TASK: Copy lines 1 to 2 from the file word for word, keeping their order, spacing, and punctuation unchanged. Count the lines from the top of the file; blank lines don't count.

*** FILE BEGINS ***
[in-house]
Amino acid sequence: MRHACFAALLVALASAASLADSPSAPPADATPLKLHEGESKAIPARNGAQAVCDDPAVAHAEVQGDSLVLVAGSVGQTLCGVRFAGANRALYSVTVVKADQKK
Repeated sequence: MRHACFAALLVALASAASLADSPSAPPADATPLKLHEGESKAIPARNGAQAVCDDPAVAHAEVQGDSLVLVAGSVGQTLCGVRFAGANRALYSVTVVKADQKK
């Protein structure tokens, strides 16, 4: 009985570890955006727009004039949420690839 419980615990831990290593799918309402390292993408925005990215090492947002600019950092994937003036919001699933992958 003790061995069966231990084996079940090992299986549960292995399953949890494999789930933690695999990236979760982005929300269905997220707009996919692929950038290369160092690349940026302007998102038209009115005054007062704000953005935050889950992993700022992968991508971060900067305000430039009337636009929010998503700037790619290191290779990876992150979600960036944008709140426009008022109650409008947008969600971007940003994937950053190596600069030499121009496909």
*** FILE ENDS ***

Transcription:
[in-house]
Amino acid sequence: MRHACFAALLVALASAASLADSPSAPPADATPLKLHEGESKAIPARNGAQAVCDDPAVAHAEVQGDSLVLVAGSVGQTLCGVRFAGANRALYSVTVVKADQKK